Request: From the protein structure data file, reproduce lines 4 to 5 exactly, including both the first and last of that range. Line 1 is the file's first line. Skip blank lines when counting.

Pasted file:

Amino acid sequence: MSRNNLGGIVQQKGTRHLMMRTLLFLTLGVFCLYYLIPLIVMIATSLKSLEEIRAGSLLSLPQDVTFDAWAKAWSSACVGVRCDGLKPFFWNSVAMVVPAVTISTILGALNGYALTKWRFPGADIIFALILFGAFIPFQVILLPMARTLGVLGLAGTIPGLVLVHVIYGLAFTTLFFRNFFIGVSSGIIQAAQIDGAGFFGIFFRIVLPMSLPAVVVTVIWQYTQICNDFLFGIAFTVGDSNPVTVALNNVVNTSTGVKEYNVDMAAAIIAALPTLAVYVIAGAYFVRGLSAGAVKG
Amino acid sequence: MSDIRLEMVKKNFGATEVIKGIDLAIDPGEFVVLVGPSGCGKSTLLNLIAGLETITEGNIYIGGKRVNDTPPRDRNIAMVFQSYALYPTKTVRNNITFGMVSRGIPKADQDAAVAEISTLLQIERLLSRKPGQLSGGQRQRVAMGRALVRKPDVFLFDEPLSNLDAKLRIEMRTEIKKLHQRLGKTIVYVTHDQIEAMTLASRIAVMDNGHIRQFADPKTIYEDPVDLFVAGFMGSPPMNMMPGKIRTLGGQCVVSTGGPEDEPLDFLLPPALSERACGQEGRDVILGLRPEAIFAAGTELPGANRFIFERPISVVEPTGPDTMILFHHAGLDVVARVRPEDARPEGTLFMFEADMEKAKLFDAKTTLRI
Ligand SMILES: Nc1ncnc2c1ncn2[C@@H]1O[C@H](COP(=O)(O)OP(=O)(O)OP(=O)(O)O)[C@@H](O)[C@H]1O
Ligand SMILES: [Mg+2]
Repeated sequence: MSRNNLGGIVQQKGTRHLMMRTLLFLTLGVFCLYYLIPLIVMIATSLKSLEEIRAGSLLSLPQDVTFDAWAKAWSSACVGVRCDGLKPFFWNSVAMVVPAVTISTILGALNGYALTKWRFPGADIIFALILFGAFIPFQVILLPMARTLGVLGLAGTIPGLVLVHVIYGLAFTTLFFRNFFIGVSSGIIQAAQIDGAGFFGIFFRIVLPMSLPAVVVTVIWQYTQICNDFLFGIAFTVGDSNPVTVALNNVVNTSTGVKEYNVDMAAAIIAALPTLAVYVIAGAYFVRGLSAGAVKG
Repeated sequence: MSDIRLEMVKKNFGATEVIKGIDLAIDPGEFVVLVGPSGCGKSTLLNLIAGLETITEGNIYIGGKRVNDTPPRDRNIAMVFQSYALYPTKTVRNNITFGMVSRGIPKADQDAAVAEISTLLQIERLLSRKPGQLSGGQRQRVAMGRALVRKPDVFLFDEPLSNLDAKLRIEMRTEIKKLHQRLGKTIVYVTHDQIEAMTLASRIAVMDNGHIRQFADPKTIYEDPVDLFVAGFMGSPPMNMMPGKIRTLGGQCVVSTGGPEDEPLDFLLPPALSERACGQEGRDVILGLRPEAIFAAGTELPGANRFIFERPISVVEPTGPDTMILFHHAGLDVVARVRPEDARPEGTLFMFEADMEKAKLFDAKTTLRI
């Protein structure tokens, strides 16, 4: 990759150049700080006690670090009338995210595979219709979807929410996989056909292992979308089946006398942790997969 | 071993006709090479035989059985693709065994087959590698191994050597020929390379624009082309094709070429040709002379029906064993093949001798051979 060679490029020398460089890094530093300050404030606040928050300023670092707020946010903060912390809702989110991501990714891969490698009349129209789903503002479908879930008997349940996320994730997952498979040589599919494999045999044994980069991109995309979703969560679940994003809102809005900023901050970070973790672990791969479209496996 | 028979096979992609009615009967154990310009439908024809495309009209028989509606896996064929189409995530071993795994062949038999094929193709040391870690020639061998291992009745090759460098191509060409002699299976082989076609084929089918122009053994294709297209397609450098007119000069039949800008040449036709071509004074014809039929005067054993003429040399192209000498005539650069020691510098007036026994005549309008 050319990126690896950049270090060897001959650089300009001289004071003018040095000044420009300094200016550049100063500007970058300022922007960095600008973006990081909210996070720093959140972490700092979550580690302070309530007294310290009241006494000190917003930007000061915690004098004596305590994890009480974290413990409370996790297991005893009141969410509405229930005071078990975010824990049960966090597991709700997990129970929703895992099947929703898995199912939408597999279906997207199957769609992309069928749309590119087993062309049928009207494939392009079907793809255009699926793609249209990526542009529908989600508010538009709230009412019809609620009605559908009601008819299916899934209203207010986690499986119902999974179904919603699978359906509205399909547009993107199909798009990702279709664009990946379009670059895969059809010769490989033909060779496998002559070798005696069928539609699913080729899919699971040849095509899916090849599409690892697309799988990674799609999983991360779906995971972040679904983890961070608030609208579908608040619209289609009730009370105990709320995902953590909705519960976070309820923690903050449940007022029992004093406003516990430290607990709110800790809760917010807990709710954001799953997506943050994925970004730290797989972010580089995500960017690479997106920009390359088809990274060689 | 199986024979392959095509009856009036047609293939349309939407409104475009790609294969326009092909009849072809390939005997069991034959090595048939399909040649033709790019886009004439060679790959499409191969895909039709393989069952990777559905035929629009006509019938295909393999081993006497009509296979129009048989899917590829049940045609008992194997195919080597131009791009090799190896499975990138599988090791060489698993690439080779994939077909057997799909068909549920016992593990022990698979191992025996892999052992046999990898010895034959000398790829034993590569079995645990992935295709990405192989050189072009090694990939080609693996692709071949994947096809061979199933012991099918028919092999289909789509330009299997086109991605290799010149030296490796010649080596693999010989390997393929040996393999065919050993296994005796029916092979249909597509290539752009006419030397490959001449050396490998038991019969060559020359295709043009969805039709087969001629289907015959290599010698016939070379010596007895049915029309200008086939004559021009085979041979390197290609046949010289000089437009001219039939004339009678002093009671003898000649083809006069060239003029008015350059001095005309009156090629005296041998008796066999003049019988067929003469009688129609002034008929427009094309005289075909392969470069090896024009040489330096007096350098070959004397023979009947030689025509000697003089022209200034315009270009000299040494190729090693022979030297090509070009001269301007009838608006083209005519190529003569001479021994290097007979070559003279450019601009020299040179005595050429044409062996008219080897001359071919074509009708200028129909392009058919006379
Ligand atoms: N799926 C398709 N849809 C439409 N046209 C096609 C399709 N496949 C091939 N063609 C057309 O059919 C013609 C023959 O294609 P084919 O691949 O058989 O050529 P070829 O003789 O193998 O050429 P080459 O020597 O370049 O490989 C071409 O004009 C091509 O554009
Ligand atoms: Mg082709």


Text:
Ligand SMILES: [Mg+2]
Repeated sequence: MSRNNLGGIVQQKGTRHLMMRTLLFLTLGVFCLYYLIPLIVMIATSLKSLEEIRAGSLLSLPQDVTFDAWAKAWSSACVGVRCDGLKPFFWNSVAMVVPAVTISTILGALNGYALTKWRFPGADIIFALILFGAFIPFQVILLPMARTLGVLGLAGTIPGLVLVHVIYGLAFTTLFFRNFFIGVSSGIIQAAQIDGAGFFGIFFRIVLPMSLPAVVVTVIWQYTQICNDFLFGIAFTVGDSNPVTVALNNVVNTSTGVKEYNVDMAAAIIAALPTLAVYVIAGAYFVRGLSAGAVKG